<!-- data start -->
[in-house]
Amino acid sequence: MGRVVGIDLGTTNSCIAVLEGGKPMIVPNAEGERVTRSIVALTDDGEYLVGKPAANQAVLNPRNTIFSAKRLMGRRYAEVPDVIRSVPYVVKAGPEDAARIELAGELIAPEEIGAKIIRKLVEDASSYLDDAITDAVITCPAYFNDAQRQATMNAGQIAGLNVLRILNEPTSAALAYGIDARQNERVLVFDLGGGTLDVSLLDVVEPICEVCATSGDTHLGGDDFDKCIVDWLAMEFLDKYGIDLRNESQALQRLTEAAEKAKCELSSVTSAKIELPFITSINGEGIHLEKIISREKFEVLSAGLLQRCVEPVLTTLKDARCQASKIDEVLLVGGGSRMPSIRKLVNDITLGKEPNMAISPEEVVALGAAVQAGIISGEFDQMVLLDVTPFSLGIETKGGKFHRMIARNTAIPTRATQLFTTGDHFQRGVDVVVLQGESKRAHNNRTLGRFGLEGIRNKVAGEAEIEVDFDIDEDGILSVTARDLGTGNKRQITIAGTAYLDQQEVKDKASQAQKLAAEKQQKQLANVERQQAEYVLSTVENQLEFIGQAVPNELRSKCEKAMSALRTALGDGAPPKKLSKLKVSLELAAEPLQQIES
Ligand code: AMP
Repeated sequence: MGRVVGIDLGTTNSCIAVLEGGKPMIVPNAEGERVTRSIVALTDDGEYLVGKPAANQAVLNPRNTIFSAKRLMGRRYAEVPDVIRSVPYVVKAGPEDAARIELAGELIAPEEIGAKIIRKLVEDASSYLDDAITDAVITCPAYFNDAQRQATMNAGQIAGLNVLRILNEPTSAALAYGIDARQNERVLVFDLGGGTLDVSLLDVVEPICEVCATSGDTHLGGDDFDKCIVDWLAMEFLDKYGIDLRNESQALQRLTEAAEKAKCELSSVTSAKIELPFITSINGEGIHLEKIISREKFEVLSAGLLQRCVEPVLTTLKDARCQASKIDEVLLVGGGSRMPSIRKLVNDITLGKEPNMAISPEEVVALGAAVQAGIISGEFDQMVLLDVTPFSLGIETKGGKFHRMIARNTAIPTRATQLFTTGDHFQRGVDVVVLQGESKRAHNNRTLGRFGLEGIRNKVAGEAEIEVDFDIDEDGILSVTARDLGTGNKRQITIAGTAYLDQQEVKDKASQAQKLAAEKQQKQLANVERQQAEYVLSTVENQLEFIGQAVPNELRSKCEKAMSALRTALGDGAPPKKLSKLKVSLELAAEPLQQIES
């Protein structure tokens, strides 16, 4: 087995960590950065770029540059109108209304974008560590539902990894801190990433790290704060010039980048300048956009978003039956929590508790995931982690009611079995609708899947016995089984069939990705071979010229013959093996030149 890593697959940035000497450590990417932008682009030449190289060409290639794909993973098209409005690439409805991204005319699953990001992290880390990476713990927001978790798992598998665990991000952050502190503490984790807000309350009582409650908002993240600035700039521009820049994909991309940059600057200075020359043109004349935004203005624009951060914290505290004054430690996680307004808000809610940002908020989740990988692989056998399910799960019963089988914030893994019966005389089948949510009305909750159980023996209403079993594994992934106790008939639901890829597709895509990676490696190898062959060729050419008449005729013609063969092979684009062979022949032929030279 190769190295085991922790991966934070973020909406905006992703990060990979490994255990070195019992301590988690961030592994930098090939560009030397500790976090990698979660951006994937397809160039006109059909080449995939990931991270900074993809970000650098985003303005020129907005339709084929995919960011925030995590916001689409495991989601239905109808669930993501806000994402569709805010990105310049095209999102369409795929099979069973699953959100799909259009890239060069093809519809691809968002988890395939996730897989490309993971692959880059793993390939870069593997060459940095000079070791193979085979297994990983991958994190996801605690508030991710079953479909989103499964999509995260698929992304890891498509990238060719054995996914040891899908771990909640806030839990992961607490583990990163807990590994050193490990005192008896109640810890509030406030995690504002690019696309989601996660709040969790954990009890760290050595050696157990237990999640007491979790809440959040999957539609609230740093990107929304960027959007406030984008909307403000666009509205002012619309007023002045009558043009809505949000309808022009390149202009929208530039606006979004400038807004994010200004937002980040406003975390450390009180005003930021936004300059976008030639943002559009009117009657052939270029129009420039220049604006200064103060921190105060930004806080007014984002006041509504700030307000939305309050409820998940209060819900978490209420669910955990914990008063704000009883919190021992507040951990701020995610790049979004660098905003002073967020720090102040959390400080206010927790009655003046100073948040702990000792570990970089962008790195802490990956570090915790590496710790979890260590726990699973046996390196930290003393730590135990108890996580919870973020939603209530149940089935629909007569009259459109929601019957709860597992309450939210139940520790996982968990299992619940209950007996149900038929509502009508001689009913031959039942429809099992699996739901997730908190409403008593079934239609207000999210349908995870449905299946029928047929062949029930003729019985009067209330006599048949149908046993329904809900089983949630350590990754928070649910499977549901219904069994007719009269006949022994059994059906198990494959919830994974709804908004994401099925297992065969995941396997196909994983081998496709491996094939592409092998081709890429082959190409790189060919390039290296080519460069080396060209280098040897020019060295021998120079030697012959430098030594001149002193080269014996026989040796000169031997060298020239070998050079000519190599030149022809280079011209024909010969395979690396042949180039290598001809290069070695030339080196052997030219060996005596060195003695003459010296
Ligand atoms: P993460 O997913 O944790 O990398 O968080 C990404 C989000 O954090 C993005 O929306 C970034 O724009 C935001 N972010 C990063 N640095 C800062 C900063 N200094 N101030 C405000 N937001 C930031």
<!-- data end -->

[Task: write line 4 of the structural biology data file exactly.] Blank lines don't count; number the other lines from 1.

Repeated sequence: MGRVVGIDLGTTNSCIAVLEGGKPMIVPNAEGERVTRSIVALTDDGEYLVGKPAANQAVLNPRNTIFSAKRLMGRRYAEVPDVIRSVPYVVKAGPEDAARIELAGELIAPEEIGAKIIRKLVEDASSYLDDAITDAVITCPAYFNDAQRQATMNAGQIAGLNVLRILNEPTSAALAYGIDARQNERVLVFDLGGGTLDVSLLDVVEPICEVCATSGDTHLGGDDFDKCIVDWLAMEFLDKYGIDLRNESQALQRLTEAAEKAKCELSSVTSAKIELPFITSINGEGIHLEKIISREKFEVLSAGLLQRCVEPVLTTLKDARCQASKIDEVLLVGGGSRMPSIRKLVNDITLGKEPNMAISPEEVVALGAAVQAGIISGEFDQMVLLDVTPFSLGIETKGGKFHRMIARNTAIPTRATQLFTTGDHFQRGVDVVVLQGESKRAHNNRTLGRFGLEGIRNKVAGEAEIEVDFDIDEDGILSVTARDLGTGNKRQITIAGTAYLDQQEVKDKASQAQKLAAEKQQKQLANVERQQAEYVLSTVENQLEFIGQAVPNELRSKCEKAMSALRTALGDGAPPKKLSKLKVSLELAAEPLQQIES